The agave plant was originally found growing in Mexico, the southwest United States, and central South America. This is an impressive looking, succulent plant that grows well both indoors and outdoors. Because some varieties have spines on the edges of their leaves, many people have the misconception that an agave plant is a type of cactus; but it isn’t; it’s a member of the Asparagaceae family and is closely related to a lily and an amaryllis plant.
An agave plant comes in all different sizes and shapes; some are extremely large and belong growing outside while the smaller varieties make perfect indoor potted houseplants. Agave plants are succulentLearn the definition of a succulent plant and why they are called a "fat plant."s with multi-layered rosettes of thick, fleshy, leaves. The short, thick stem is often hidden by the large, leathery leaves. If there are children and pets in the house, avoid purchasing agave plants that have sharp, pointed leaves with spiny margins. The sap in the agave leaves is very irritating and the spines and sharp points are painful if they puncture your skin. It takes many, many years for an agave plant to flower, especially when grown indoors. Some varieties may eventually produce a very tall stalk with clusters of flowers at the top. You may not want your agave plant to bloom since, strangely, they often die after flowering.
Agave Plant Varieties
There are over 450 varieties of agave plants. When selecting a plant for your home, choose one that will not outgrow your room. Here are some of the most popular:
Agave attenuata (Foxtail Agave)
Agave Americana (Century plant)
Agave Queen Victoria
A. Filifera A. Verschaffeltii A. marginata Americana A. Foxtail
Quick Care Tips for an Agave Plant
Indoor agave plants need very bright lightVery few houseplants should be placed in direct sun. High light refers only to bright indirect light since direct sun often burns the leaves of indoor houseplants. An area that is too hot and dry encourages Spider Mites and causes blooms to quickly fade. A northern exposure really doesn't provide enough light for high light plants. These plants need to be placed directly in front of an east-facing window, within 1-3 feet of a west-facing window, and within 5 ft. of a south facing window. A high light area has over 300 ft. candles of light. and even some direct sun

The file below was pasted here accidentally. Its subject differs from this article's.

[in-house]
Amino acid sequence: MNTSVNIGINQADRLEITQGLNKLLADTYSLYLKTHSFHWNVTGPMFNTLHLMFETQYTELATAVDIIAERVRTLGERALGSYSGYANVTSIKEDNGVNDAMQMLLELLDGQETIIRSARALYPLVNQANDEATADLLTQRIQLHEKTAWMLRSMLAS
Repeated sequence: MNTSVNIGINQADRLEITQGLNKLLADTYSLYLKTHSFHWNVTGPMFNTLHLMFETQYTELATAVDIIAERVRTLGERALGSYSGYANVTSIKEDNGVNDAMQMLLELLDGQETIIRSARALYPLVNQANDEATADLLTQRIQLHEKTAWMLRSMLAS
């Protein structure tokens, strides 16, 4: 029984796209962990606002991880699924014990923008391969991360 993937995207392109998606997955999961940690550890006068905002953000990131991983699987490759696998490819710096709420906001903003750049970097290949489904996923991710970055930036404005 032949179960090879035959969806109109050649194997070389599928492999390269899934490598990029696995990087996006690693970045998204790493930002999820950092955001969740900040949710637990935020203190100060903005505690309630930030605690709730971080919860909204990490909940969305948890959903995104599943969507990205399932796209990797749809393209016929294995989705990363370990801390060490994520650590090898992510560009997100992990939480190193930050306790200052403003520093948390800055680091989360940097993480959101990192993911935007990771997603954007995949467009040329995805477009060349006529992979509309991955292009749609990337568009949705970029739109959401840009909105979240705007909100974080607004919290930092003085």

Over watering is the easiest way to kill an agave plant
No need to mist just provide good air circulation around the plant
Do not rush to repot
Easily propagated using the offsetsHouseplant offsets, or pups as they are sometimes called, are the baby plants that form at the base of certain houseplants. Plant offsets can be used to easily propagate new plants. Wait until the plant offsets have grown at least several inches, then gently detach them from the "mother"plant. Hopefully the plant offsets will have a few roots of their own at this point. Plant the offsets in a small container and keep the plant barely moist but never soggy at all times. that grow around the base of the plant.
Yellow leaves mean the plant has been over watered and the roots are damaged
Is an Agave Plant Poisonous
The sap of an agave plant causes skin irritations and the sharp, pointed tips and serrated edges on the leaves can cause painful sores. Read more about common houseplants that can be dangerous in my book Don’t Feed Me to You Cat: A Guide to Poisonous Houseplants
Here are some general reasons why your agave plants may be dying: temperature is too hot or too cold, soil doesn’t drain quickly, over- watering, planting the agave too deep in the pot, not enough light.
The best way to propagate an agave plant is by offsets. After you remove the offsets from the “mother” plant, allow them to sit out for a few days before planting them. This allows the offset roots to dry out and prevents root rot from killing the new plants. Avoid planting the offsets too deep, this prevents stem rot. Indoor agave plants rarely produce offsets so this advice is primarily for outdoor agave plants.
The reddish orange sores on the leaves of your agave plant are caused by a plant fungus called Anthracnose. Keep the leaves dry, the humidity low, provide good air circulation, & cut off the diseased leaves so the fungus doesn’t spread to the rest of the plant.
I don’t think your agave plant has a disease. Your agave plant leaves became discolored because the plant was acclimated to indoor light so the intense sun & wind outside caused the problem. When you move a plant from inside to outside or vice versa, you should always do it gradually, increasing the time by a few hours each day.